During my early years in real estate, if buyers could breathe, they could get a mortgage. That was before the market downturn in 2008. In fact, from 2003 to 2011 I had 3 transactions where buyers walked away from a closing with a large check in hand.
In those days there was a buyer’s down payment assistance program called NEHEMIAH. It would give the buyer about 3 percent in down payment funds and then charge back the seller along with a fee. NEHEMIAH funds do not exist today BUT if a buyer and a buyers agent worked their numbers, they could lower home-buying costs considerably.
With a reasonable offer on a house and not low balling the price, current buyer assistance programs, seller paid closing costs and property tax credits, you possibly could buy a house with just earnest money. That is usually about 1 percent of the sale price.
Here is an example;
DUE FROM BUYER
$54,500 – Selling price
$1,105 – Closing costs – Normally $3,466 but the buyer got some closing costs paid for by the seller
$55,605 – Due from the buyer
$ 500 – Earnest money
$53,657 – New loan amount
$ 1,635 – NEHEMIAH funds
$ 698 – Property tax credit
$56,489 – Total credits
$55,605 – $56,489 = <$884>
The buyer walked out of the closing with a $884 check in hand.
This was allowed before the market crash. Now you would be hard-pressed to find a lender who would allow this. Now they usually allow credits to the buyer for as much as they put into the transaction. So if the buyer gave $500 earnest money, the most they could receive back would be $500.
After the crash, lenders became very strict. Loans were much harder to get and buyer’s credit had to be above average.
Now it seems that lenders are loosening up. I just read an article where Waterstone Mortgage, a national lender based in Wisconsin and licensed to lend in 48 states, announced that it is now lending to borrowers who do not have a credit history. According to the company, it’s “Non-Traditional Credit Program” will use other payment history indicators like cell phone bills, rent, utilities, and insurance premiums when underwriting a borrower.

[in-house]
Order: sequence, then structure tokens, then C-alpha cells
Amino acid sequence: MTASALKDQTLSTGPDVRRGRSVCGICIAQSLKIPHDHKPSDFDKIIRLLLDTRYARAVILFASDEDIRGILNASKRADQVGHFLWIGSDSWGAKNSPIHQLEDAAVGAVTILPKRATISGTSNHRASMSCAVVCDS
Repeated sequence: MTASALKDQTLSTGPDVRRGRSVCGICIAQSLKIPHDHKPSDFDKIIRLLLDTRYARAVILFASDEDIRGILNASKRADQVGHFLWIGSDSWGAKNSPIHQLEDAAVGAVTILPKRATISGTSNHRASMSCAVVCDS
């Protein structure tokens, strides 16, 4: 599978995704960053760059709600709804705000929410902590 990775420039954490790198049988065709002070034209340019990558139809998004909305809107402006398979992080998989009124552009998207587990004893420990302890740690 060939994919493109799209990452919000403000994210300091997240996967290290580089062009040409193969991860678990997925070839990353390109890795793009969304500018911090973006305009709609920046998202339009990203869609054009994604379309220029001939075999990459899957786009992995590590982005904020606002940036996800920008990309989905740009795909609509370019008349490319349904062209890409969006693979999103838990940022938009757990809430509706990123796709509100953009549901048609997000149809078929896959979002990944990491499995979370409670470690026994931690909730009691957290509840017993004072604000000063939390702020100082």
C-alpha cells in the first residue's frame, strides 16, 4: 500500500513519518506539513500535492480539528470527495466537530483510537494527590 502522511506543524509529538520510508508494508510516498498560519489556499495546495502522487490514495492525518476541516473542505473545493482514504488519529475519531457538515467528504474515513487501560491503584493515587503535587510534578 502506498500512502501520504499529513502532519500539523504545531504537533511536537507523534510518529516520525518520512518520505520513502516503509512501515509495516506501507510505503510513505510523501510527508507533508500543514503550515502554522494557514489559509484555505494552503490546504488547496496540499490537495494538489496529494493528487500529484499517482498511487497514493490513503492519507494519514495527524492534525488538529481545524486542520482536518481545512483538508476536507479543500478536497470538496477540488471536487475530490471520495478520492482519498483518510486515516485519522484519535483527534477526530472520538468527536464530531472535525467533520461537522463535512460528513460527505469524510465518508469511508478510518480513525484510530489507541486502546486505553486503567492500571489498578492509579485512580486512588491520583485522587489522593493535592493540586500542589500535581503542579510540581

If you are ready to buy a house, talk to me and let see what kind of deal we can put together for you.
Looks like Pike Township is getting some new street lights…
From Mayor’s Neighborhood Advocate Kayla Wright;
As new streets lights are being installed under Mayor Hogsett’s Operation Night Light initiative, I want to keep you informed on the installations around your neighborhood. The following locations are receiving new street lights and anticipated to be installed within eight weeks:
• 2500-3500 block of W 62nd Street (7 new streetlights to be installed)
• 2200-3000 block of W 60th Street (7 new streetlights to be installed)
• 6200-7000 block of Coffman Rd (8 new streetlights to be installed)
I have just finished compiling the sales for each neighborhood in Pike. If you are curious as to how many properties have sold in your neighborhood in 2018 and what the average price was, click the link below. You can also compare 2014 property prices (scroll down).
Would you like to know more about your neighborhood sales? Contact me at 317-319-9012 or firstname.lastname@example.org
Leroy Robinson represents the northern part of Pike Township. In his area, there has been a property at 8562 Lafayette Road that has been a challenge for the surrounding neighborhoods for the past 4 years. It seems that this property was zoned C4 which is commercial zoning. The owner of the Marathon gas station at 56th and Lafayette Road bought the property and was going to build a gas station there. The Traders Point neighbors spent time and energy trying to stop this from happening. They even built a website that details the ongoing events.
Leroy Robinson recently sent out an email with the following details;
Good day Friends,
Please see my notes from several meetings, regarding the development at the above address. With a collaborative effort, we did spend over two years opposing this development, including many hours testifying at several court hearings and the hiring of several attorneys. The property was subsequently sold to a new owner, who has moved forward with another version of the project.